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The nutrients your immune system needs - and how to make sure you're getting them

Whether your main concern is the common cold or a chronic condition, we all aspire to be as healthy as possible. While you can’t control your immune response to every sniffle, you can take steps to boost your immune system.

You’ll probably be surprised by the simple, affordable ways you can improve your body’s resistance to disease. To improve your immune system with vitamins and supplements, read up on the relevant scientific research, as well as which nutrients are right for your unique needs. It is also important to take a long-term approach, as creating the foundation of a healthy lifestyle is the best defense against illness.

Immunity is a complex system of specialized cells and biological responses integrated into the entire body, from digestion in your gut to your brain chemistry and everywhere in between. There are many fascinating aspects of the immune system that scientists are still exploring. However, there is also a large body of proven research that can benefit everyone. To keep it simple, we focused on proven vitamins and minerals that support your immune system.

The 8 best vitamins and minerals for immune system support

A lack of adequate nutrition is one of the primary contributors to a weak immune system. In a 2007 study published by the British Journal of Nutrition, micronutrients support the body’s immune system at three separate levels: physical barriers (e.g. skin and mucous), cellular immunity, and antibody production. Vitamins C, E and zinc assist the physical barriers. Vitamins B6, B12, C, D, E, folic acid, zinc, and selenium all support immunity at a cellular level. Finally, all these micronutrients, with the exceptions of vitamin C and iron, are essential for antibody production.

Unfortunately, inadequate nutrition disproportionately affects people who lack access to nourishing food due to economic factors or rely too heavily on overly-processed foods. Either of these circumstances could lead to a deficiency in one or more of the vitamins and minerals required for a healthy immune system. If your diet does not provide adequate levels of any the following vitamins and minerals, you may be more susceptible to illnesses:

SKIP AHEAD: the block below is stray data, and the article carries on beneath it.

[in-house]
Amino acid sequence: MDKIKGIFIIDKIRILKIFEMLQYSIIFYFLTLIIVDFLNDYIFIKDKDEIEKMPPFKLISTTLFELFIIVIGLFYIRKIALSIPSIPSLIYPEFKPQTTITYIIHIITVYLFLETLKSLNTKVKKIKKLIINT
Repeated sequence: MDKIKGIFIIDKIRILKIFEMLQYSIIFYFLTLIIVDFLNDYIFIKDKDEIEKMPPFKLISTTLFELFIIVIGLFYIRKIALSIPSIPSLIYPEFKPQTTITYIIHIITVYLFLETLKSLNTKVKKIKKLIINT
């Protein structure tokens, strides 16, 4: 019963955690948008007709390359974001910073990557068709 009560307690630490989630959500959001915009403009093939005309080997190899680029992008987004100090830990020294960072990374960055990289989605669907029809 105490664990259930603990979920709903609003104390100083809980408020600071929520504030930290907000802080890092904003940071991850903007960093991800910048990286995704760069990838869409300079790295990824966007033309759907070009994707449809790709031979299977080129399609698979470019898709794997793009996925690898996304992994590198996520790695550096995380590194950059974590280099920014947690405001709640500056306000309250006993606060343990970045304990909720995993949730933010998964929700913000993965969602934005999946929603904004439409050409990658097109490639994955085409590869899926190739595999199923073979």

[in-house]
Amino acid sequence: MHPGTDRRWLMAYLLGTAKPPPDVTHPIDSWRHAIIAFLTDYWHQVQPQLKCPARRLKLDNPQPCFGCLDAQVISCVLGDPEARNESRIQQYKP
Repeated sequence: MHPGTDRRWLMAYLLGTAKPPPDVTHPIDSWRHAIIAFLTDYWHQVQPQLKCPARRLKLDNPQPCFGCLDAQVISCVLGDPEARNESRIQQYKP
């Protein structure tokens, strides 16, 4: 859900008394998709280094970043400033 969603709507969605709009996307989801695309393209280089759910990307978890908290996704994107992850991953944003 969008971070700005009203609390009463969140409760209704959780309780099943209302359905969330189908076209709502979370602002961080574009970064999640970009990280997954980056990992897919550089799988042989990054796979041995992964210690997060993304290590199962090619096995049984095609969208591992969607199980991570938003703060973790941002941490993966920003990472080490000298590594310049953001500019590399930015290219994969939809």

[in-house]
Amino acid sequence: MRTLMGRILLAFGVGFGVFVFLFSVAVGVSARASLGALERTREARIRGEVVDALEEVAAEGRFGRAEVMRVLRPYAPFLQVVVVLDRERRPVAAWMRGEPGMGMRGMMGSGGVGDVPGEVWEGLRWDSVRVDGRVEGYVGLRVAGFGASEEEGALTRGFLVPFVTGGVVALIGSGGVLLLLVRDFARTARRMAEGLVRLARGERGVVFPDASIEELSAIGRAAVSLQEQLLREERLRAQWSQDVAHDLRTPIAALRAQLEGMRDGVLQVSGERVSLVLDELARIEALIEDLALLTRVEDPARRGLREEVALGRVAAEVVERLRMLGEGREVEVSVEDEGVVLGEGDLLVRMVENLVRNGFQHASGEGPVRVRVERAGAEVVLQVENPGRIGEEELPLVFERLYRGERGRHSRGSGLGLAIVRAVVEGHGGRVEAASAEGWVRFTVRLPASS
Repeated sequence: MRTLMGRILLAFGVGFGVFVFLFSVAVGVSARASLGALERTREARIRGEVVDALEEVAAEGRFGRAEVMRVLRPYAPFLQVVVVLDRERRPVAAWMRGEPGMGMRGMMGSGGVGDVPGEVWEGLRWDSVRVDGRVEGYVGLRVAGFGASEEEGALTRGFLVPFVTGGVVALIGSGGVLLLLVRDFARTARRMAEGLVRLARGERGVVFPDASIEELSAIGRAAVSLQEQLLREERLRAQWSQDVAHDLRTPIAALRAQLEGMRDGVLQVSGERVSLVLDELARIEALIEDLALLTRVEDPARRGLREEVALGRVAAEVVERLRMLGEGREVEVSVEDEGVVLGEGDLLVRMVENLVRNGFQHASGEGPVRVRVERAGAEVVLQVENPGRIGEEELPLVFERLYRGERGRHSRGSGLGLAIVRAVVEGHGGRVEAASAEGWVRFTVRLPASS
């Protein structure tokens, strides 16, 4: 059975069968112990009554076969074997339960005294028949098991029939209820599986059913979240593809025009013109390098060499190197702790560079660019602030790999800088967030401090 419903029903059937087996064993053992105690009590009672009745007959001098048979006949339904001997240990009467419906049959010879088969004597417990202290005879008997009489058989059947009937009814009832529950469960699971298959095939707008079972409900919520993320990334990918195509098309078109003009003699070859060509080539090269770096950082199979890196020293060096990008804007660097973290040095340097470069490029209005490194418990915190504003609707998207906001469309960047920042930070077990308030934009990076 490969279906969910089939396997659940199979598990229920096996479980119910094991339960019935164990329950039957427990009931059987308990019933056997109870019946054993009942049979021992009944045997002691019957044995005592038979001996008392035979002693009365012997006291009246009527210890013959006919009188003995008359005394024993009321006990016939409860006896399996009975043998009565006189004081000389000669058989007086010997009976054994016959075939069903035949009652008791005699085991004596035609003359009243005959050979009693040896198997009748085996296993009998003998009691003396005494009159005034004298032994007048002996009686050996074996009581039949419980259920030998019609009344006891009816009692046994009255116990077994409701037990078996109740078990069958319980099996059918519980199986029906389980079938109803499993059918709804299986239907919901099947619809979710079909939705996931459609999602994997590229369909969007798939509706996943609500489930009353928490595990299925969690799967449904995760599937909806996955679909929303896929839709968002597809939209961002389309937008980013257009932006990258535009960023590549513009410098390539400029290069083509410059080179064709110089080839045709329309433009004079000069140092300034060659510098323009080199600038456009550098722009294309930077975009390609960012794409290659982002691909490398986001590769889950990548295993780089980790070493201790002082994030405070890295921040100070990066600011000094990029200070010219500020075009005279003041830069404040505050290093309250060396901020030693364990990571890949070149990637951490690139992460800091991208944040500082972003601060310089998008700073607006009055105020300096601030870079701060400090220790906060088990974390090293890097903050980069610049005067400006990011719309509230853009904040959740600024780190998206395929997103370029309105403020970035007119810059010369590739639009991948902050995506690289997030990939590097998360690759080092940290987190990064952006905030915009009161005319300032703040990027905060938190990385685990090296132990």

• Vitamin B
  • Vitamin C
  • Vitamin D
  • Vitamin E
  • Folic acid
  • Iron
  • Selenium
  • Zinc

The simplest way to obtain large amounts of these vitamins and minerals, with the exception of vitamin D, is to eat a diet rich in colorful fruits and vegetables. According to the USDA nutritional recommendations, most adults should consume no less than 2½ cups of vegetables and 2 cups of fruit per day. However, depending on factors including your age, size, sex and activity levels, the suggested amount could be even greater.

While the USDA also advises against consuming excessive amounts of solid fats and added sugars, they do not specifically advise against fruit juices. However, a study by the Harvard School of Public Health did find that a greater consumption of fruit juice is linked to a higher risk of type 2 diabetes. Interestingly, in the same study, consuming additional whole fruit actually decreased the likelihood of type 2 diabetes. It is believed that the high fiber content of whole fruit plays a role in this key difference.

To ensure you’re getting enough vitamin D, make sure you’re getting regular exposure to sunlight or eating foods rich in vitamin D like fish, eggs, dairy, or fortified foods. If you think you may not be getting the necessary levels, you can fill the gap by taking vitamin D in tablet form. Just make sure to look for vitamin D3, rather than D2. A 2012 study published by the American Journal of Clinical Nutrition, indicates that vitamin D3 is more effective at raising the blood levels of vitamin D. Vitamin D3 has become more popular in pill form, but many foods are still fortified with vitamin D2.

Zinc and vitamin C may reduce the length & symptoms of a cold